There are so many issues that must be faced every day and this is why companies have supervisors, managers and corporate executives - to make sure they are handled promptly. To be sure, all managers make decisions every day that affect the well-being and indeed the future success of the company. Actually, every employee does. Even the sawyer and other machine operators make decisions that determine the utilization of resources and the generation of profits in the process.
However, these are not the type of decisions that we place our focus on today, but, instead, the intentional and conscious decision to ignore a problem for whatever reason. To do this is no different than embezzling money from your company. In fact, it can have a more serious effect on the company due to its perpetual generation of waste and inefficiencies of all sorts.
The old saying, "Don't put off until tomorrow what you can do today," is wise indeed. Not only will avoiding the issue hurt the company, but it will almost always come back to haunt you as a greater problem than the one left unresolved.
Unfortunately, there are some woodworking companies that have had too many players of the delay game for much too long and now are just surviving day-to-day or are on the verge of bankruptcy. The issues have accumulated over the years to the point that their weight is so heavy on the company there is little hope for recovery. No wonder they cannot find ways to compete with the Chinese.
It would be a good idea to review your own attitude toward challenging issues that come up in your area of responsibility to make sure you are in the right frame of mind. The first hurdle to get over is to accept the following:
1. "Stuff" is going to happen in your area of responsibility.
2. Your company hired you to clean up the "stuff" and prevent it from happening again.
3. It is your duty to do the job well.
A few readers will be tempted to think that they were not hired to do this. When I was much younger, I often thought it was someone else's problem. But the truth is, managers and supervisors are around to take care of the unexpected "stuff" that is sure to come, in addition to using their skills for planning, managing and supervising others. On the other hand, many areas under your authority do not need your active involvement when things are running as they were designed.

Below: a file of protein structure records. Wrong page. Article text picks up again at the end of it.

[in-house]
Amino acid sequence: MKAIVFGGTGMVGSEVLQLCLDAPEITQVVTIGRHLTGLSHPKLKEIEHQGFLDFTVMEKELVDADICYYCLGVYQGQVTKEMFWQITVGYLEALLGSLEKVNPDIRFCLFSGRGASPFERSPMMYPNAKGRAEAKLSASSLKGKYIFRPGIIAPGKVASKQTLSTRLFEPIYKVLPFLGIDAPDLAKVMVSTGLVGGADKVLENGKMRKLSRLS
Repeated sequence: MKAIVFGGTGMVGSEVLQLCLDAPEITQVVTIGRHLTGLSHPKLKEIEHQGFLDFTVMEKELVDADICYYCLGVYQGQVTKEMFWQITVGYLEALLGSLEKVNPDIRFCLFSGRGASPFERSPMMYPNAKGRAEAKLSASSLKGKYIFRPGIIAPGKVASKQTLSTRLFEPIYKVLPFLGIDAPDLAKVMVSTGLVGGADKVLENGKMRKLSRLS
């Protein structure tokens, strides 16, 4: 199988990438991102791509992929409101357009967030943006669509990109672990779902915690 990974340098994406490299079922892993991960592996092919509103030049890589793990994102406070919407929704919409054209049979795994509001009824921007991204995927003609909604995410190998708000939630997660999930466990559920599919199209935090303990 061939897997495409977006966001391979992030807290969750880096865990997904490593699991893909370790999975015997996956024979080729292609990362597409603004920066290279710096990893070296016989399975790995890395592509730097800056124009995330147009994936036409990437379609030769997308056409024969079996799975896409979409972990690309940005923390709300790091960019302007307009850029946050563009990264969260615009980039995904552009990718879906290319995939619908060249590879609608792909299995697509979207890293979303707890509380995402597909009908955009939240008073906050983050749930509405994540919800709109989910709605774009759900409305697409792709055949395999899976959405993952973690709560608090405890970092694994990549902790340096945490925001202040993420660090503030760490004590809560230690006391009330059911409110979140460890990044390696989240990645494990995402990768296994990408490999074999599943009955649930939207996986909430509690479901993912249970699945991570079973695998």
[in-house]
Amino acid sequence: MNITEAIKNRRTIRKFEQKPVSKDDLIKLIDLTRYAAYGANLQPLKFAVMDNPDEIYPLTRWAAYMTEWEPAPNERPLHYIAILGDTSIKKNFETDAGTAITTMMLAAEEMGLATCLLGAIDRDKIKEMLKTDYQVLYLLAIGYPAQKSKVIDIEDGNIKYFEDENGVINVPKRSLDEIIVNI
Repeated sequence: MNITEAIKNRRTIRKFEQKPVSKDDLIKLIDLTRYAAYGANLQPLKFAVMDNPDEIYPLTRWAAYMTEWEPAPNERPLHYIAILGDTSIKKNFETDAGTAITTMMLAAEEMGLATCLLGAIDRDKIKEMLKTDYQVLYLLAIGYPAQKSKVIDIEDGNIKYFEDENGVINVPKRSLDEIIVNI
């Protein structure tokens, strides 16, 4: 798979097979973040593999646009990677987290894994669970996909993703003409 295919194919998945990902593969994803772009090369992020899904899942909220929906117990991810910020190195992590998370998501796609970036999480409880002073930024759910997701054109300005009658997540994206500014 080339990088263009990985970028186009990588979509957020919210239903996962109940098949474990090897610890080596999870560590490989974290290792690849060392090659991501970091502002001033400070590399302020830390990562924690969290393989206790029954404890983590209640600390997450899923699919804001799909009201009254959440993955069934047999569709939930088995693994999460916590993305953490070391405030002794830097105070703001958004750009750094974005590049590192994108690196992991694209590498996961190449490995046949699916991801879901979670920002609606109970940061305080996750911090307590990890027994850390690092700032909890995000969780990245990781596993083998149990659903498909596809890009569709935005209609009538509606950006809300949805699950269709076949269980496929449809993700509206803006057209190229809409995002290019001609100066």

It is when the unexpected happens that a monkey wrench is thrown into the day-to-day operations of the company. I often told those who worked for me that if we had no problems in the company, we would not need them and their problem-solving skills. No matter what your job is, management looks to you to know what is going on and to do whatever you can to prevent problems. However, when "stuff" does happen - like it did above with Sam at Tetragon - you should be the one to lead the urgent and serious efforts to identify and correct the root causes of that challenge.
Strike at the source of any problem while the trail is still hot and before something else distracts you from that issue. The delay game will only serve to frustrate you and to place building blocks of inefficiency and instability in the path of your company. On the other hand, corrective action will build a solid foundation upon which your company can build and fight competition from China or anywhere else - and do it more effectively.
Besides, you will feel better about yourself.